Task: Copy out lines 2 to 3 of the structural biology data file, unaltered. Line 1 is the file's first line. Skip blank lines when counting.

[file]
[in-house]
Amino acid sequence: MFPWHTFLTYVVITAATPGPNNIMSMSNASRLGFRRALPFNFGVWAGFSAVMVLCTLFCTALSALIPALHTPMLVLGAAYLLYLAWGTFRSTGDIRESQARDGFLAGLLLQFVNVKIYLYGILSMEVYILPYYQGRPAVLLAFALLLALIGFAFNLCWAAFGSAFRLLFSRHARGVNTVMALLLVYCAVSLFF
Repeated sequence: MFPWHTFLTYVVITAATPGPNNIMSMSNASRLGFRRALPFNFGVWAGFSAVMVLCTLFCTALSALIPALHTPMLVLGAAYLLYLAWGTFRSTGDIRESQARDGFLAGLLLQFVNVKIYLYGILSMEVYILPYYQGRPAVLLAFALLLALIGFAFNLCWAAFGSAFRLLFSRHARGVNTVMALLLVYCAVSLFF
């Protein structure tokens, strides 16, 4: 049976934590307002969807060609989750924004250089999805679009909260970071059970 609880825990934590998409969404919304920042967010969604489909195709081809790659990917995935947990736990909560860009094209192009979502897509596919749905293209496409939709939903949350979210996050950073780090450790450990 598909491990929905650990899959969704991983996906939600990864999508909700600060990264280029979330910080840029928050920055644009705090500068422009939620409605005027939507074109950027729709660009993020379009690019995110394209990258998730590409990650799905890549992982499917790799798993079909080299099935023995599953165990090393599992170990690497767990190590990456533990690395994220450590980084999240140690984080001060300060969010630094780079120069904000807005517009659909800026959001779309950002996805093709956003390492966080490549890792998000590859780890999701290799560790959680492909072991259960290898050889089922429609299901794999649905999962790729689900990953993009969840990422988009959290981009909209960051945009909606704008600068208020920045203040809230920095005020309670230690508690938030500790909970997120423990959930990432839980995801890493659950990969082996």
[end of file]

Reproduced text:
Amino acid sequence: MFPWHTFLTYVVITAATPGPNNIMSMSNASRLGFRRALPFNFGVWAGFSAVMVLCTLFCTALSALIPALHTPMLVLGAAYLLYLAWGTFRSTGDIRESQARDGFLAGLLLQFVNVKIYLYGILSMEVYILPYYQGRPAVLLAFALLLALIGFAFNLCWAAFGSAFRLLFSRHARGVNTVMALLLVYCAVSLFF
Repeated sequence: MFPWHTFLTYVVITAATPGPNNIMSMSNASRLGFRRALPFNFGVWAGFSAVMVLCTLFCTALSALIPALHTPMLVLGAAYLLYLAWGTFRSTGDIRESQARDGFLAGLLLQFVNVKIYLYGILSMEVYILPYYQGRPAVLLAFALLLALIGFAFNLCWAAFGSAFRLLFSRHARGVNTVMALLLVYCAVSLFF